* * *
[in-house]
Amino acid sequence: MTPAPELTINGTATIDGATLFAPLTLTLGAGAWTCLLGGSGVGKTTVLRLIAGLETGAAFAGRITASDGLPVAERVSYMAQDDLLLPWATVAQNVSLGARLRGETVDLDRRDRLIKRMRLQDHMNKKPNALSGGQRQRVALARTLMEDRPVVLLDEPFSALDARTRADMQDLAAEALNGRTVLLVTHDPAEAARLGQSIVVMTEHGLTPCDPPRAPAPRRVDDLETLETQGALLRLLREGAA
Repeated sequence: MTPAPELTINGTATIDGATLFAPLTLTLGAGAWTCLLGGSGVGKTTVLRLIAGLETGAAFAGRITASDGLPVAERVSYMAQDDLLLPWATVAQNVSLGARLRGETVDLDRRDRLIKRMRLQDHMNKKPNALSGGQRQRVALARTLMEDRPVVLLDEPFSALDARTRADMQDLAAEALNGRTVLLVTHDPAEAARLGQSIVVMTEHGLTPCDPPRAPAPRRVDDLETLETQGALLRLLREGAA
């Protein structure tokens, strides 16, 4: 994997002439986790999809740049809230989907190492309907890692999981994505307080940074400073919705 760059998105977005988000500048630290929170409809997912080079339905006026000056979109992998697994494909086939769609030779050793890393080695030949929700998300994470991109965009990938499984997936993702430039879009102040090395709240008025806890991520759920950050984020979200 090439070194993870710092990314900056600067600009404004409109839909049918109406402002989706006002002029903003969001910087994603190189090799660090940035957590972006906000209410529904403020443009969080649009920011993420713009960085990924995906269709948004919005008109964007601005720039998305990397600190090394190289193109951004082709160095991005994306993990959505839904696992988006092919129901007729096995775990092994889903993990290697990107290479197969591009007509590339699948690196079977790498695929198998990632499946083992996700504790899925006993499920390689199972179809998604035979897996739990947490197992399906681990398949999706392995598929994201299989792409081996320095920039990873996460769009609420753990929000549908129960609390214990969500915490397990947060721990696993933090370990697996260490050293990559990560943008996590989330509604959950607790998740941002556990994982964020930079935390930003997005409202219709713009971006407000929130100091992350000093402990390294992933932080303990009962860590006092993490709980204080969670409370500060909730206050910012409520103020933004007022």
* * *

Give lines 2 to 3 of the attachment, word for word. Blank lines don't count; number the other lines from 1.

Amino acid sequence: MTPAPELTINGTATIDGATLFAPLTLTLGAGAWTCLLGGSGVGKTTVLRLIAGLETGAAFAGRITASDGLPVAERVSYMAQDDLLLPWATVAQNVSLGARLRGETVDLDRRDRLIKRMRLQDHMNKKPNALSGGQRQRVALARTLMEDRPVVLLDEPFSALDARTRADMQDLAAEALNGRTVLLVTHDPAEAARLGQSIVVMTEHGLTPCDPPRAPAPRRVDDLETLETQGALLRLLREGAA
Repeated sequence: MTPAPELTINGTATIDGATLFAPLTLTLGAGAWTCLLGGSGVGKTTVLRLIAGLETGAAFAGRITASDGLPVAERVSYMAQDDLLLPWATVAQNVSLGARLRGETVDLDRRDRLIKRMRLQDHMNKKPNALSGGQRQRVALARTLMEDRPVVLLDEPFSALDARTRADMQDLAAEALNGRTVLLVTHDPAEAARLGQSIVVMTEHGLTPCDPPRAPAPRRVDDLETLETQGALLRLLREGAA